By Sarah Naron
GRAPELAND – During the regularly scheduled monthly meeting of the Grapeland City Council held Tuesday, Feb. 20, Mayor Balis Dailey informed the members of the council of a partnership offered to the City of Grapeland and Grapeland Independent School District by Darling Industries.
“I had a call from them that is really exciting. They said, ‘Look, we want to enter into a partnership with the city and the school district, and we want to try to consider some kind of programs where we can take high school students and get them into the workforce; give them some training,” Dailey explained.
A meeting was then held between Dailey, GISD Superintendent Don Jackson and GISD School Board President Eddie Childress.
“We went through the typical things we talk about all the time, like ‘How do you do this? How do you have success? How do you motivate them?’” Dailey divulged. “Basically, it’s a long, drawn-out process that will take us quit a while to do. And it’ll take us as a council trying to figure out how we can do it and be success-oriented and not just throwing money away.”
Darling has expressed willingness to host a job fair at Grapeland ISD for students on the verge of graduation “to come in and take a look at that.
“Darling will pay for them to go to Bastrop to train,” Dailey continued. “So, they’ll train at their plant in Bastrop, and if they like that good, hard work and decent salary, then they can apply for a job and hopefully start work somewhere between Oct. 1 and January.”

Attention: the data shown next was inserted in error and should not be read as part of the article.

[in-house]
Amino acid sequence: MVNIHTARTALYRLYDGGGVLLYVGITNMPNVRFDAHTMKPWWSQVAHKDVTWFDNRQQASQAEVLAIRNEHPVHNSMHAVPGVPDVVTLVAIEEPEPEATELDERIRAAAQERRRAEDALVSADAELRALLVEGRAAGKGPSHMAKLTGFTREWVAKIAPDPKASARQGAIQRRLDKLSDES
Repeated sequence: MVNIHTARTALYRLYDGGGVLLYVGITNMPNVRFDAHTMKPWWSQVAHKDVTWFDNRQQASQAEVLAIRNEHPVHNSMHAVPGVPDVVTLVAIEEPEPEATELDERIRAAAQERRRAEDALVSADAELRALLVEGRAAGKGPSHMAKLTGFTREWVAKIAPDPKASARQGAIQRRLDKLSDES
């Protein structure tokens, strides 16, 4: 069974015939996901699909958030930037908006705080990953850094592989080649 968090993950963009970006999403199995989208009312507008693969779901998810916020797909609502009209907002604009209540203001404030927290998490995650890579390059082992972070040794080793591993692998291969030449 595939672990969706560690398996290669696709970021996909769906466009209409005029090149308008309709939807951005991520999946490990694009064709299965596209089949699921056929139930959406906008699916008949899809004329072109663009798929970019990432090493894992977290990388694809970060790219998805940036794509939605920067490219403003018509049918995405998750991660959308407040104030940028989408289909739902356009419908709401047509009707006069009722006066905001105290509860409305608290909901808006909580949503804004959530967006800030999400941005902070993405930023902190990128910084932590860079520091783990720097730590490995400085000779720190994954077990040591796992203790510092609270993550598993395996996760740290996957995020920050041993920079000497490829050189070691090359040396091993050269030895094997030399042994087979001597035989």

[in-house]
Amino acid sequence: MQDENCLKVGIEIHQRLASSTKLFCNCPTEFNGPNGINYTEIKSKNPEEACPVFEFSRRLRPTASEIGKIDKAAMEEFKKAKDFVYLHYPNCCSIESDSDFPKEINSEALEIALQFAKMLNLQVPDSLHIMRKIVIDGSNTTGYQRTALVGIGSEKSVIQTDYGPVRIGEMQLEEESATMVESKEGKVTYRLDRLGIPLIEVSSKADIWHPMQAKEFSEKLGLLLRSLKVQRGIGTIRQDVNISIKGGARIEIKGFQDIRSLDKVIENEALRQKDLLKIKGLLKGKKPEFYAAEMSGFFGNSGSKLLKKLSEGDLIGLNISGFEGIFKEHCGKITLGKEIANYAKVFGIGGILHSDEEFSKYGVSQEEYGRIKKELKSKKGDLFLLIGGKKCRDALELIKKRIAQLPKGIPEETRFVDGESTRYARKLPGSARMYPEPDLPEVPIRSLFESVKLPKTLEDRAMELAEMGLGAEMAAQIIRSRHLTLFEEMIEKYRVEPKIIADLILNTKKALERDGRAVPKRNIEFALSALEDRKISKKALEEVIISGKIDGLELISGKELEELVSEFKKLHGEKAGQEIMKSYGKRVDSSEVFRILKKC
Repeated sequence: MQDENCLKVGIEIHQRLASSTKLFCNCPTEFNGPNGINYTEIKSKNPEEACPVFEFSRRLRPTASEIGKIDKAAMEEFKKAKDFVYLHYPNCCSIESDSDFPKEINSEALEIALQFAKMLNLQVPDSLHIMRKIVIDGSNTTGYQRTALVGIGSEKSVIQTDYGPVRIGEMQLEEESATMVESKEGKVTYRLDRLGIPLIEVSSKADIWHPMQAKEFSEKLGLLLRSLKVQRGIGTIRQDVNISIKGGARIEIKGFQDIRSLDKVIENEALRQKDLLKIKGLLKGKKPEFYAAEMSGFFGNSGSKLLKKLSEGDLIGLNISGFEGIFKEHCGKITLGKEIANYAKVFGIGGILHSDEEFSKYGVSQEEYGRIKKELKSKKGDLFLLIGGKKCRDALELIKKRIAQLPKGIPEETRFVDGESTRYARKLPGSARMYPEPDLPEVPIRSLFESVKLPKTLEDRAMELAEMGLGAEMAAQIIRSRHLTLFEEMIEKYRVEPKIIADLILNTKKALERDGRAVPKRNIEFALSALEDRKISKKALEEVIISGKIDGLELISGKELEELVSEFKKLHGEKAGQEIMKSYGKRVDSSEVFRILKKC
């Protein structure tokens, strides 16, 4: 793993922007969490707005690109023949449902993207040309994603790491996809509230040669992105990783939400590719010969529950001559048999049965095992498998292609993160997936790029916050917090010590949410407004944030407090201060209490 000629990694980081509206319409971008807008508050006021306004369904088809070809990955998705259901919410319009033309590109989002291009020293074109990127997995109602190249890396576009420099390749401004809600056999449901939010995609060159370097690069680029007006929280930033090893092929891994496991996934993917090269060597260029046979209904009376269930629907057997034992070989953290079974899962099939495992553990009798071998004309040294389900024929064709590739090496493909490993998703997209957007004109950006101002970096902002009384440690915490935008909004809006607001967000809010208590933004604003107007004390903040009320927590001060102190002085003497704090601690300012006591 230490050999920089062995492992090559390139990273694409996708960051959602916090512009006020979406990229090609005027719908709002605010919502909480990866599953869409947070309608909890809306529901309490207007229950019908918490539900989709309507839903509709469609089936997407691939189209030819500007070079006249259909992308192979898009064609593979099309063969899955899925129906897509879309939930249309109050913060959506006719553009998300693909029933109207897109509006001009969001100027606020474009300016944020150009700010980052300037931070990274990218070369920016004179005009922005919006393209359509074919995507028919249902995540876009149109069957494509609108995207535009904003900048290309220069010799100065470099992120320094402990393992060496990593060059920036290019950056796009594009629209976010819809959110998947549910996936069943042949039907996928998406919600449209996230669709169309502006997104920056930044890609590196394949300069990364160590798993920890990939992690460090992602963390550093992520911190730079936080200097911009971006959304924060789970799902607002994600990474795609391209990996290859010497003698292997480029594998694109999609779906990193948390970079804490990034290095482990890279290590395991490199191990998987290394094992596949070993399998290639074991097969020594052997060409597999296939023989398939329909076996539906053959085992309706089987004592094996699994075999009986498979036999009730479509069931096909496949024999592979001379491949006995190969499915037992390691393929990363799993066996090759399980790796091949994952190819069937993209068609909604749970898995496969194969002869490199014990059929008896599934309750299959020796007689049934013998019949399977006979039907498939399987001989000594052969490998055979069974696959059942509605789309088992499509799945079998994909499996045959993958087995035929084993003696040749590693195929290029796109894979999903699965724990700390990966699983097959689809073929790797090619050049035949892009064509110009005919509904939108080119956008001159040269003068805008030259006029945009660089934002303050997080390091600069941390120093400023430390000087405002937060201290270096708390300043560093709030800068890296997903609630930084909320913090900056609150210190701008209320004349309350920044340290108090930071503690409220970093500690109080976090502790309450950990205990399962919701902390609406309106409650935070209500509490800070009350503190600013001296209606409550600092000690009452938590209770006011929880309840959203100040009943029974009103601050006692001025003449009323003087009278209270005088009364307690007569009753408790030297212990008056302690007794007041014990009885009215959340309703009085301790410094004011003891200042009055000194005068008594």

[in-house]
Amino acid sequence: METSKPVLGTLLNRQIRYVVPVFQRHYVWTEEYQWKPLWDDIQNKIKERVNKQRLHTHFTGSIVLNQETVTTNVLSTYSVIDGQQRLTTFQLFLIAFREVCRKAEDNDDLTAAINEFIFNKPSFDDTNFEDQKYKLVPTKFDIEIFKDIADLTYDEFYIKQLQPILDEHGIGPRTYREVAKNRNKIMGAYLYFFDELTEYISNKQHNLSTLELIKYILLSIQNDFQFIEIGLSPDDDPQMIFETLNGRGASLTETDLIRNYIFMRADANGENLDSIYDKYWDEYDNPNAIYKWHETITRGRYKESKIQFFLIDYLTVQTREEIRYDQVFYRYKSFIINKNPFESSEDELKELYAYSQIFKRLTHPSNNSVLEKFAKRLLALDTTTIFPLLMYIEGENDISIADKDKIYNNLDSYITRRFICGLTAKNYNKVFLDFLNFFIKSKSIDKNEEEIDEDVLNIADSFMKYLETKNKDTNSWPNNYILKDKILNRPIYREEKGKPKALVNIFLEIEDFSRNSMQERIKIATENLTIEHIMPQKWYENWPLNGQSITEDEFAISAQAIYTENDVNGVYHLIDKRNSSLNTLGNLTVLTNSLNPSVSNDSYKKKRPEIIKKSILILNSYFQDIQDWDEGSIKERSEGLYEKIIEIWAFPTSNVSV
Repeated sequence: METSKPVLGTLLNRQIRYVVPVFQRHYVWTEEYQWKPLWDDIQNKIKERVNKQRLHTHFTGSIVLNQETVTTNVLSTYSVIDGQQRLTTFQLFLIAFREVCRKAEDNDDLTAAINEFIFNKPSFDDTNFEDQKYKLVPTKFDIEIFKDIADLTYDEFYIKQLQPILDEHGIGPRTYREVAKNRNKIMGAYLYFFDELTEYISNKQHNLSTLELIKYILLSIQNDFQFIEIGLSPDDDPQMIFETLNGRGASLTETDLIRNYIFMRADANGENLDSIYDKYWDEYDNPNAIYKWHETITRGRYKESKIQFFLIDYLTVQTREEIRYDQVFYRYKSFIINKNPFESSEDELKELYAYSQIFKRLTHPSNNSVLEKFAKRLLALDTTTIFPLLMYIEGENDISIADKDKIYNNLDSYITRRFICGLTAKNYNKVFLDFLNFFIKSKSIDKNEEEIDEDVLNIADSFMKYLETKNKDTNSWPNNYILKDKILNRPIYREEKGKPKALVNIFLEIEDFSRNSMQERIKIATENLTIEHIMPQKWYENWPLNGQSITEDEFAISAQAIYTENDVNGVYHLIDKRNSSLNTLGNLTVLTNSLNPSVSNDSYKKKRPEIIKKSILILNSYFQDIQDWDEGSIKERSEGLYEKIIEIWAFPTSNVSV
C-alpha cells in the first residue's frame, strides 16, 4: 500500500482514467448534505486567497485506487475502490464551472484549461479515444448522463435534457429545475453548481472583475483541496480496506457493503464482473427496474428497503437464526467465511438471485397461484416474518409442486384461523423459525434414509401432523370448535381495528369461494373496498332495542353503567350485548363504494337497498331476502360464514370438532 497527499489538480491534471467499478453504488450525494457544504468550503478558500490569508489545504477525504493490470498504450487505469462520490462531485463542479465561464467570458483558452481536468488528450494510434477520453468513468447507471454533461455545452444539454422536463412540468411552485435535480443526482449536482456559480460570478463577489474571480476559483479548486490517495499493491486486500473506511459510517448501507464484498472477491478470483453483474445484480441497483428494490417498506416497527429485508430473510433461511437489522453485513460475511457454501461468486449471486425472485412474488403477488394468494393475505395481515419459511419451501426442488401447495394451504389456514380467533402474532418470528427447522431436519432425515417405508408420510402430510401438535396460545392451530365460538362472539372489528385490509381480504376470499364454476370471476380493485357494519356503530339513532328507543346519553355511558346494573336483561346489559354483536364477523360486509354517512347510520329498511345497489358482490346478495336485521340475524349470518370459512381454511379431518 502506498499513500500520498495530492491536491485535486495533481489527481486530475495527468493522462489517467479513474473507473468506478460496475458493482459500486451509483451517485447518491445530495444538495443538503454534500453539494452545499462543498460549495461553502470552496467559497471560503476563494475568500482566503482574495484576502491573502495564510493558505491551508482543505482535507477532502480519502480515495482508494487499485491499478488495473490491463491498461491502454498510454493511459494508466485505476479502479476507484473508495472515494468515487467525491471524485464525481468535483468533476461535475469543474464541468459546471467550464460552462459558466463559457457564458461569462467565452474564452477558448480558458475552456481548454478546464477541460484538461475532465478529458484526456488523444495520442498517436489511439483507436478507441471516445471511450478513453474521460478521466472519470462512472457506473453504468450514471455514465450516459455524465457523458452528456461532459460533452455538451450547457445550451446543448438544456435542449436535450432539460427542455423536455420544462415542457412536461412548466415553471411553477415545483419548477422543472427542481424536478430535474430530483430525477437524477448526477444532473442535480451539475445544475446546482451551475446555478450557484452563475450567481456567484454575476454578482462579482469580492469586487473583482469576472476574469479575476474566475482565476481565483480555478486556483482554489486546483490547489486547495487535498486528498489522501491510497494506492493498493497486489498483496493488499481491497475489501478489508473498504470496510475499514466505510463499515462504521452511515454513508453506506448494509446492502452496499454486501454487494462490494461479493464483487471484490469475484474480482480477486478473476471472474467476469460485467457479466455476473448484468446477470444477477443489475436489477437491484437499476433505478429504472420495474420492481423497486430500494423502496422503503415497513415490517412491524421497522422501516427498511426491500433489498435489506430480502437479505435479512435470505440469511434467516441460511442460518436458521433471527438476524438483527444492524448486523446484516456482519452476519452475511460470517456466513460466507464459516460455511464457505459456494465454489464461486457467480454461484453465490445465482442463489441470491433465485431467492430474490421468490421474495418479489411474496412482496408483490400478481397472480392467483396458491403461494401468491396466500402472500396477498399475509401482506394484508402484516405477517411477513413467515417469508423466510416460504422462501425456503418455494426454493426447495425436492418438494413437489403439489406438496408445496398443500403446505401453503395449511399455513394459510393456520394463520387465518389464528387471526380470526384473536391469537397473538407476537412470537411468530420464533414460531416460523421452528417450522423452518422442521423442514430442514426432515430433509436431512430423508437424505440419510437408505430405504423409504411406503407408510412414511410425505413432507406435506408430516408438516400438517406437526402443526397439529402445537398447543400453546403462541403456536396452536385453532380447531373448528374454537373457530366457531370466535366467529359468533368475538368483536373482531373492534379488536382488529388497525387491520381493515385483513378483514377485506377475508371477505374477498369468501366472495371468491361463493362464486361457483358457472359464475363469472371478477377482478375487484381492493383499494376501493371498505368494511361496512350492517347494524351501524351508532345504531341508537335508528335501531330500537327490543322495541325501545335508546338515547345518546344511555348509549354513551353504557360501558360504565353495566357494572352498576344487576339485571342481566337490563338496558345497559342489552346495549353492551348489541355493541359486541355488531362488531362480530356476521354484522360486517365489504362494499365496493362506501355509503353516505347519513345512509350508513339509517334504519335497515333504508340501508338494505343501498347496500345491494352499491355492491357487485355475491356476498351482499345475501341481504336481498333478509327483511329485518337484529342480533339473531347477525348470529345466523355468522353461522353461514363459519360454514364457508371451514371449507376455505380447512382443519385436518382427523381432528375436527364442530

Dailey said Darling Industries is currently still on track to open for business Monday, Oct. 1.
Dailey also spoke of opportunities the city has to train interested individuals in wastewater treatment. Outside of Grapeland, employees in that field typically start out with an annual salary of $32,000.
“We could teach them all kinds of math and science and geometry, and that curriculum is not that difficult to do,” Dailey said. “It does require some thinking, though, on how to set up an apprentice program.”
Dailey cited programs held by entities such as Dow Chemical as examples from which Grapeland could draw inspiration.
“We could just use their template, and we insert our stuff into that, and then, we develop a program,” he explained.
“You can go to work for any company worldwide,” said Dailey of working in the wastewater treatment field. “Go on the Internet and check it out; you’d be amazed at what kind of jobs are available around the globe – and high-paying.
“It’s a great area for the future, and as populations are going to increase – especially here in Texas – we’re going to need more and more of these people,” he said.
As Dailey pointed out, the establishment of a successful apprenticeship program would be a difficult task due to a number of obstacles, such as labor laws.
“It’s almost too big a mountain to get underneath,” he said. “But if we don’t do it, who’s going to?”
The possibility of entering into such a partnership with Grapeland Urgent Care was also discussed.
“The city talked to Urgent Care and said, ‘What do y’all think about an apprentice program?’” Dailey said, noting that some nursing curriculum is already in place at GISD. “And it turns out that the man that’s going to run the clinic teaches doctors.”
Grapeland Urgent Care, Dailey said, was accepting of the idea.
According to GISD Superintendent Don Jackson, the school is also currently in the process of forming a college-career partnership with Vulcraft.
“We have 16 students scheduled to attend a meeting at Vulcraft as an enhancement to their college-career development in March,” he said. “But we would be happy to see what Darling Industries also has to offer our students.”